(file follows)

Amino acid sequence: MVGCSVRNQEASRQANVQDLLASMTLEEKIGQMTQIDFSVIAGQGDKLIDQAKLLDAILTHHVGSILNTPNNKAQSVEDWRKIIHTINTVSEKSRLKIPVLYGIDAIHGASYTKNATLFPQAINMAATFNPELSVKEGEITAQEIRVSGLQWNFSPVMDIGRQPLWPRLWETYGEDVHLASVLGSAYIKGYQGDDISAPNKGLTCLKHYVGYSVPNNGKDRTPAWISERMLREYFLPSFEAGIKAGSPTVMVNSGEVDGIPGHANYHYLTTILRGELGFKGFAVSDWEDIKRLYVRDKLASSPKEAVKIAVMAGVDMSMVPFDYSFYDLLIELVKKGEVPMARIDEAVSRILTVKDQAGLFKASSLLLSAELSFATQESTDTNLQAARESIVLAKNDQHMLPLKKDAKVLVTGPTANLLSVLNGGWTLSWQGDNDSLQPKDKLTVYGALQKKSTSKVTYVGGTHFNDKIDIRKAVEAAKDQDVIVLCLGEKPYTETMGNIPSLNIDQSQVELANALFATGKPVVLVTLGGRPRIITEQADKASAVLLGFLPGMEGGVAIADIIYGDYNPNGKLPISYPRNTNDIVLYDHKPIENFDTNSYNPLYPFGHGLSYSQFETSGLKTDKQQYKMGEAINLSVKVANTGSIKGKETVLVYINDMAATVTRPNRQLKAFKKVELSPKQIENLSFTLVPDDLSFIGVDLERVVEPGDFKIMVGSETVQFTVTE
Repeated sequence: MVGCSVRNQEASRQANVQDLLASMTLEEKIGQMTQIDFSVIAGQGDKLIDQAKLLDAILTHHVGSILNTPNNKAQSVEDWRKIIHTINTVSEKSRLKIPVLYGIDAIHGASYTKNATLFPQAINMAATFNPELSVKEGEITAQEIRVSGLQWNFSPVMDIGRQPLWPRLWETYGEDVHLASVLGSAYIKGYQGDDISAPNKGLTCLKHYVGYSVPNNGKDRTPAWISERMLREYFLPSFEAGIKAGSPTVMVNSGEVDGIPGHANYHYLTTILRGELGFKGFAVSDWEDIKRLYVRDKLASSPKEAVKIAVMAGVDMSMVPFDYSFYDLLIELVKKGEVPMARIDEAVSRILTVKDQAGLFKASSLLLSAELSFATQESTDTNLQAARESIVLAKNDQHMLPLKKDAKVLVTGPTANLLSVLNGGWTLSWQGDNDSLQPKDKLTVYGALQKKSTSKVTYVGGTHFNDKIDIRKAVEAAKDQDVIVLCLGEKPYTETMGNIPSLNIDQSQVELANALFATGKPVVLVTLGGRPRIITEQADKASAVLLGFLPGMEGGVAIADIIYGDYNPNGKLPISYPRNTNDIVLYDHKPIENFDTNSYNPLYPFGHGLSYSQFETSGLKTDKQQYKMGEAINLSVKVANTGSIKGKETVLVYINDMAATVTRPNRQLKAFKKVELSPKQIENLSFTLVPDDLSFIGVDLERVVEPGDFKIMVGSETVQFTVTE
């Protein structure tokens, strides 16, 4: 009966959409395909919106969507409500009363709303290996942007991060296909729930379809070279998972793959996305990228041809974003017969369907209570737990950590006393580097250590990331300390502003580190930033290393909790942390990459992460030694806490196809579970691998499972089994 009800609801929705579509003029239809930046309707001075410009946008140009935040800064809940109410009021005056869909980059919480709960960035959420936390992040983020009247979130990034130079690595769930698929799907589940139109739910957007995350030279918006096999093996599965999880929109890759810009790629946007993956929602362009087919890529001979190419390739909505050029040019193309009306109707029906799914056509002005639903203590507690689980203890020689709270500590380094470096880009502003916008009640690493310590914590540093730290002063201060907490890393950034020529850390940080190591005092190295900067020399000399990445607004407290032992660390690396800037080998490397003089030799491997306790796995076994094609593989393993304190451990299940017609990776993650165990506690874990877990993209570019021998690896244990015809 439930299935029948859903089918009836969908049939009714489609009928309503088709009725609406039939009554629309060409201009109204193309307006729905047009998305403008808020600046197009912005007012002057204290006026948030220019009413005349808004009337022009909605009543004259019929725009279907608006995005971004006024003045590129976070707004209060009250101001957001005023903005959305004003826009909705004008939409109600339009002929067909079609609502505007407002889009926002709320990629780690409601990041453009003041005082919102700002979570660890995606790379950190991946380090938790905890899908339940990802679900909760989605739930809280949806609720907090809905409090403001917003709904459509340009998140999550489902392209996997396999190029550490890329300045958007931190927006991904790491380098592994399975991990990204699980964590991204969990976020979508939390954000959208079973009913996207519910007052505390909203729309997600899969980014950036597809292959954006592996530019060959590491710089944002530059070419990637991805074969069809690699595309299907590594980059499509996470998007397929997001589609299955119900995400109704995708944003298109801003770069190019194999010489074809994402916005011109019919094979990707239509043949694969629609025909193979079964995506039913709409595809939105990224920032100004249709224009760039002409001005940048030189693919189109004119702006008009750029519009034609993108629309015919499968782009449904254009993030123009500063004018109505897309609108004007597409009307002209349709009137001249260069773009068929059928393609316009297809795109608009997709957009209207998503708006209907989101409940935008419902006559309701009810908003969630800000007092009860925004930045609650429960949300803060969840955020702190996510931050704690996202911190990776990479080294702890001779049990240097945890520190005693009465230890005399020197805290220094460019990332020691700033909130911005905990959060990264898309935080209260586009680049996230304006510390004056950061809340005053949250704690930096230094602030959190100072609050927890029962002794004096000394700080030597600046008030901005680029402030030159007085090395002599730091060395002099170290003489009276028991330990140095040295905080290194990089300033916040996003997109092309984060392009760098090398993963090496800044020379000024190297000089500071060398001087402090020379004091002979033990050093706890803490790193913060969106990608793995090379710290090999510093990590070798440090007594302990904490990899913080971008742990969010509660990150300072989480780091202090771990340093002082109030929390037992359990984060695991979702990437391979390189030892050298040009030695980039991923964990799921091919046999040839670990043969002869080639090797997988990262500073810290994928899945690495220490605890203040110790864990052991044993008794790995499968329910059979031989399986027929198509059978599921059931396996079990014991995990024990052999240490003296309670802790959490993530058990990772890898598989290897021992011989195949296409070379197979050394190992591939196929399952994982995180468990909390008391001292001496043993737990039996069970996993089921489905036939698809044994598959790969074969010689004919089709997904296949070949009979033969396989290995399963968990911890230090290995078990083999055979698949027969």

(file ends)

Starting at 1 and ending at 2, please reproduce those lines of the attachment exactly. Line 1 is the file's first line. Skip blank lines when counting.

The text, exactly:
Amino acid sequence: MVGCSVRNQEASRQANVQDLLASMTLEEKIGQMTQIDFSVIAGQGDKLIDQAKLLDAILTHHVGSILNTPNNKAQSVEDWRKIIHTINTVSEKSRLKIPVLYGIDAIHGASYTKNATLFPQAINMAATFNPELSVKEGEITAQEIRVSGLQWNFSPVMDIGRQPLWPRLWETYGEDVHLASVLGSAYIKGYQGDDISAPNKGLTCLKHYVGYSVPNNGKDRTPAWISERMLREYFLPSFEAGIKAGSPTVMVNSGEVDGIPGHANYHYLTTILRGELGFKGFAVSDWEDIKRLYVRDKLASSPKEAVKIAVMAGVDMSMVPFDYSFYDLLIELVKKGEVPMARIDEAVSRILTVKDQAGLFKASSLLLSAELSFATQESTDTNLQAARESIVLAKNDQHMLPLKKDAKVLVTGPTANLLSVLNGGWTLSWQGDNDSLQPKDKLTVYGALQKKSTSKVTYVGGTHFNDKIDIRKAVEAAKDQDVIVLCLGEKPYTETMGNIPSLNIDQSQVELANALFATGKPVVLVTLGGRPRIITEQADKASAVLLGFLPGMEGGVAIADIIYGDYNPNGKLPISYPRNTNDIVLYDHKPIENFDTNSYNPLYPFGHGLSYSQFETSGLKTDKQQYKMGEAINLSVKVANTGSIKGKETVLVYINDMAATVTRPNRQLKAFKKVELSPKQIENLSFTLVPDDLSFIGVDLERVVEPGDFKIMVGSETVQFTVTE
Repeated sequence: MVGCSVRNQEASRQANVQDLLASMTLEEKIGQMTQIDFSVIAGQGDKLIDQAKLLDAILTHHVGSILNTPNNKAQSVEDWRKIIHTINTVSEKSRLKIPVLYGIDAIHGASYTKNATLFPQAINMAATFNPELSVKEGEITAQEIRVSGLQWNFSPVMDIGRQPLWPRLWETYGEDVHLASVLGSAYIKGYQGDDISAPNKGLTCLKHYVGYSVPNNGKDRTPAWISERMLREYFLPSFEAGIKAGSPTVMVNSGEVDGIPGHANYHYLTTILRGELGFKGFAVSDWEDIKRLYVRDKLASSPKEAVKIAVMAGVDMSMVPFDYSFYDLLIELVKKGEVPMARIDEAVSRILTVKDQAGLFKASSLLLSAELSFATQESTDTNLQAARESIVLAKNDQHMLPLKKDAKVLVTGPTANLLSVLNGGWTLSWQGDNDSLQPKDKLTVYGALQKKSTSKVTYVGGTHFNDKIDIRKAVEAAKDQDVIVLCLGEKPYTETMGNIPSLNIDQSQVELANALFATGKPVVLVTLGGRPRIITEQADKASAVLLGFLPGMEGGVAIADIIYGDYNPNGKLPISYPRNTNDIVLYDHKPIENFDTNSYNPLYPFGHGLSYSQFETSGLKTDKQQYKMGEAINLSVKVANTGSIKGKETVLVYINDMAATVTRPNRQLKAFKKVELSPKQIENLSFTLVPDDLSFIGVDLERVVEPGDFKIMVGSETVQFTVTE